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Old 12-20-17, 10:54 AM
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When measured against a wheel sensored computer, Strava's pretty accurate on distance in my experience. Results do seem to vary by device on ride AVG speed, in my experience. I've had phones/devices that are "faster" and others that are "slower".
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Old 12-20-17, 11:14 AM
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Originally Posted by rachel120 View Post
I want fairly accurate distance so I can know calories burnt. Calorie counting ended up being more realistic if I tossed time spent doing what activity out the window and instead focused on miles, since cycling 20 minutes at 12 miles an hour were the same calories as walking 1 hour at 3 miles an hour.

Speed is important to me since I've been non active for a month and wearing layers now makes me feel slower. I want to make sure I'm not unreasonably slow when part of traffic.
Calories
Calorie estimates based on GPS or even on a heart rate monitor are quite inaccurate (and often seem to estimate high). And it's likely to be even more inaccurate if the app doesn't know when you are biking or walking.

You might look into a heart rate monitor that can work with your phone. My HRM lets me maintain a hard, but sustainable effort.

~~~~
googling for numbers:

walking: something like 90 or 100 calories per mile.

biking: between 20 and 25 calories per mile.
My faster, moderately hard effort group rides are often around 30 cal/mile. I've been as low as 15 cal/mile on a 40 mile easy paced ride. An all-out 5 minute hill climb was about 90 cal/mile.

Your biking 1/3 hour at 12 mph = 4 miles = approx 80 to 100 cal. (Bikes are extremely efficient!)
walking 3 miles = approx 280 to 300 cal

Of course, these are averages for a whole session. Lots of hills or intense efforts will bump up the numbers.

Power meters on bikes measure calories quite directly, and fairly accurately. (basically: There's about 4 calories per joule, and people waste 3/4 of their calorie burn in heat, 1/4 going to useful effort. So the number of joules just about matches the number of calories burned. ) Many riders report somewhere in the low 20 calories per mile from this data.)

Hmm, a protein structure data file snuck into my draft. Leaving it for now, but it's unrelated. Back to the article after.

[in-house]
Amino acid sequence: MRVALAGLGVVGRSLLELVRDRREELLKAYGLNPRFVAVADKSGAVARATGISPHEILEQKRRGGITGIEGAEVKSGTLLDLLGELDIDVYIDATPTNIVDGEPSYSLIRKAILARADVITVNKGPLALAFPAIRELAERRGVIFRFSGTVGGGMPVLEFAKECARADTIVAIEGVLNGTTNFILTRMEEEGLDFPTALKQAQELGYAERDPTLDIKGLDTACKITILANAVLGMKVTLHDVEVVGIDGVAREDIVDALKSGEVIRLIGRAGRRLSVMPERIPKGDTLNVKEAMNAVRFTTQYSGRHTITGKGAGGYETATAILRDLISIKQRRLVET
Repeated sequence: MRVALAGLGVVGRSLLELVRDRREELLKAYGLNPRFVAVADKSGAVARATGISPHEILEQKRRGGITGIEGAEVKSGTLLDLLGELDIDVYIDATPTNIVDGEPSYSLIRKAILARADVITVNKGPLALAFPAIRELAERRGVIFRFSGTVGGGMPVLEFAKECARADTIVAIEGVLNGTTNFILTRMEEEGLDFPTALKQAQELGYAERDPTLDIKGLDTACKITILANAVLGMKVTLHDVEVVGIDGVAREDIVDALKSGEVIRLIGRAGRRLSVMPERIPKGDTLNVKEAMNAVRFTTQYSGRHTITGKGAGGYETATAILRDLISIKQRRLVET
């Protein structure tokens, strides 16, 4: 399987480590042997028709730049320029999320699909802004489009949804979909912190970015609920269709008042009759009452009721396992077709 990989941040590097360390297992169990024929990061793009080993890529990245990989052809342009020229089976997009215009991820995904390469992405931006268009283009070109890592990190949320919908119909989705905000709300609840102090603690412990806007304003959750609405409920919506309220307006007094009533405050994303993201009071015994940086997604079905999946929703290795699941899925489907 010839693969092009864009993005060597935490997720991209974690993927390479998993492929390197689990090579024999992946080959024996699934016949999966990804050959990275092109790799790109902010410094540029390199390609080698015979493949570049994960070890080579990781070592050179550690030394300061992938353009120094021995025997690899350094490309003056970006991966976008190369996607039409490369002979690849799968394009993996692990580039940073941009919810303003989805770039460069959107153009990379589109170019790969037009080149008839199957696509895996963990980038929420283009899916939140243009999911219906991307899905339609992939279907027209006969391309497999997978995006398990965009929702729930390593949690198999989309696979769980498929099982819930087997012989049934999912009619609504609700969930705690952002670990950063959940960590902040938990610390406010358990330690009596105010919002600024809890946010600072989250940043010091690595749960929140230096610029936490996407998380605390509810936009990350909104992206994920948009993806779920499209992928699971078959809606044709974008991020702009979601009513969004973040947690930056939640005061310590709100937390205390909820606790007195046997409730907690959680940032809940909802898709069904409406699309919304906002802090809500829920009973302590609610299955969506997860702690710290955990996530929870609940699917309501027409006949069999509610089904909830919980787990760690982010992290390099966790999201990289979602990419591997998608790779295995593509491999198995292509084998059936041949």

Averages
All GPS apps and devices have to do some data smoothing. They all use slightly different methods, so there's always variation. My ride recording will report slightly different distances, and somewhat different elevation gain and average speed if I download the same data file to 3 different apps. But they are all within 10% or 15% usually, and that's good enough.

~~~
I have a wheel sensor with my Garmin GPS, for accurate distances and speeds. It's usually quite similar to other rider's Strava phone distances. The elevations can be off a little, maybe 10-20% variance between different devices and apps.

GPS accuracy:

My older Garmin 705 records once a second. Here's a ride I did, heading uphill north outbound, then downhill southbound and turning right. You can even see which side of the road I was on. The one-per-second dots are color coded by speed.

Newer phones are faster and more accurate with GPS than my old, slow Garmin. But trees and buildings can affect the accuracy.


Last edited by rm -rf; 12-20-17 at 11:45 AM.
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Old 12-20-17, 11:44 AM
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I'll have to second the accuracy of the garmin 705. It works better than expected and can upload to garmin connect (obviously) and strava. And since it's not the latest gee-whiz-bang device, you can pick them up for a small amount of $$.